Saturday, 14 February 2009

Curvature is Important

Curvature allows us to comprehend views of reality that can't otherwise be seen, or appreciated without an understanding of a few basic principles. Curvature allows connections and interrelationships and juxtapositions that you may find it impossible to see if you don't have the necessary mind-set.

This doesn't just apply to theoretical physics, mathematics and abstract logical structures. it also applies to real life.

Let's suppose that we're signwriters, and we have a famous department store as a client. They'd like an impressive curved sign over their main entrance, proudly displaying their name. Wouldn't it be awful if we neglected to take into account how that curved set of letters looked from different angles, and accidentally built a sign that said a Very Rude Word?

At this point you're probably remembering the fictional Great Big Sign in Douglas Adams' "Hitchhiker" series ... the one built by Sirius Cybernetics that when collapsed to half its original size, spelt out the message "Go stick your head in a pig" ... you're probably thinking that I'm about to describe some tortured hypothetical example that would never really happen in real life ... some crazy laboured combination of store name and typeface and sign geometry that would be so improbable that it'd never ever happen.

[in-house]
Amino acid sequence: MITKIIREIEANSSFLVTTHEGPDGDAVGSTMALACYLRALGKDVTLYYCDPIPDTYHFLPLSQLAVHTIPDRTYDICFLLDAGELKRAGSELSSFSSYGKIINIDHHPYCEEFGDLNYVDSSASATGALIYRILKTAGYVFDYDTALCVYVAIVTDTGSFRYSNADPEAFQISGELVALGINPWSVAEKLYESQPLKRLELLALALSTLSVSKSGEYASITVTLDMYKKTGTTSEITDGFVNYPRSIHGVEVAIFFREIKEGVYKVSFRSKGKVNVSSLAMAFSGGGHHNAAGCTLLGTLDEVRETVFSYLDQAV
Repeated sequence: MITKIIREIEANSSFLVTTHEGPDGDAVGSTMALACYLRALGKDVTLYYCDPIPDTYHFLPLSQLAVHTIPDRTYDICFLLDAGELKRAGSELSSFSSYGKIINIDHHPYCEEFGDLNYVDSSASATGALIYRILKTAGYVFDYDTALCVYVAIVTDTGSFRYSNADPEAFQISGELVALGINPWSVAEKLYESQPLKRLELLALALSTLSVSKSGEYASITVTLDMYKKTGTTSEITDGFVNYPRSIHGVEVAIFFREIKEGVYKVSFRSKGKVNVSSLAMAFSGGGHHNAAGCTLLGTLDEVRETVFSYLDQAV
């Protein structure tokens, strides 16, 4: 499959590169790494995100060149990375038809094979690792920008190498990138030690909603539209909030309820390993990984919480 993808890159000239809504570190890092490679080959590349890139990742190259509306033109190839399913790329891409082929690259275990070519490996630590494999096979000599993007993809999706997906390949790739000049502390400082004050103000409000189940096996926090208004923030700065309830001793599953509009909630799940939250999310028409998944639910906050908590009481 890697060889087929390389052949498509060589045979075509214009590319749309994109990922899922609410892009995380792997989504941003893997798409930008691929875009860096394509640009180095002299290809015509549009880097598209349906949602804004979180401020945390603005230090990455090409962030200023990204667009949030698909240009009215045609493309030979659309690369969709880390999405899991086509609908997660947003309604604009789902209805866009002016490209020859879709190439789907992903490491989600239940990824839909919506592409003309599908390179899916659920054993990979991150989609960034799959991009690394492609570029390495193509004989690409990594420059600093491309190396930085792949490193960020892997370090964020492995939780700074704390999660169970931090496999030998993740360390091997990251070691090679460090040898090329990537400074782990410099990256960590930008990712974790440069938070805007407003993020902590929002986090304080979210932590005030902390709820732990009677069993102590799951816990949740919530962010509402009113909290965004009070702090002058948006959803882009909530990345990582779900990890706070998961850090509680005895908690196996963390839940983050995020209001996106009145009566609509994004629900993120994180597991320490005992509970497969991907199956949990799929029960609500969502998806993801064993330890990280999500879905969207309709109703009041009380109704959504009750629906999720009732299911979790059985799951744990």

And so, sceptical reader, I invite you to examine this real-life department store sign:

It's for a store called T J Hughes. Naturally, above the store's entrance we see the words T J HUGHES proudly displayed, in large red capitals. It's on a corner, and the letter sequence follows the curve.

If we turn the corner, cross the road, and look back at the sign, we still see the final “S” facing us, and to its right we see in white, slightly shrunken by perspective, the reversed white backsides of the letters H, J and T. Unfortunately, the letter J is very narrow, and the curved base of the letter is out of sight. So the J looks like an I, and although the H and T are seen reversed, they're symmetrical and still look like a perfectly normal H and T.

At this point you should be able to take a wild guess at the problem.

Here's the photo:

That's right. Seen from the right, the sign above their storefront really does say

Unfortunate, no?

This isn't a doctored photograph. The shop is real, and the sign has been there for an awfully long time. Here's the store's website, its location on Google Maps and their wikipedia entry. This really happened.

Like the title says, curvature is important. Ignore it at your peril.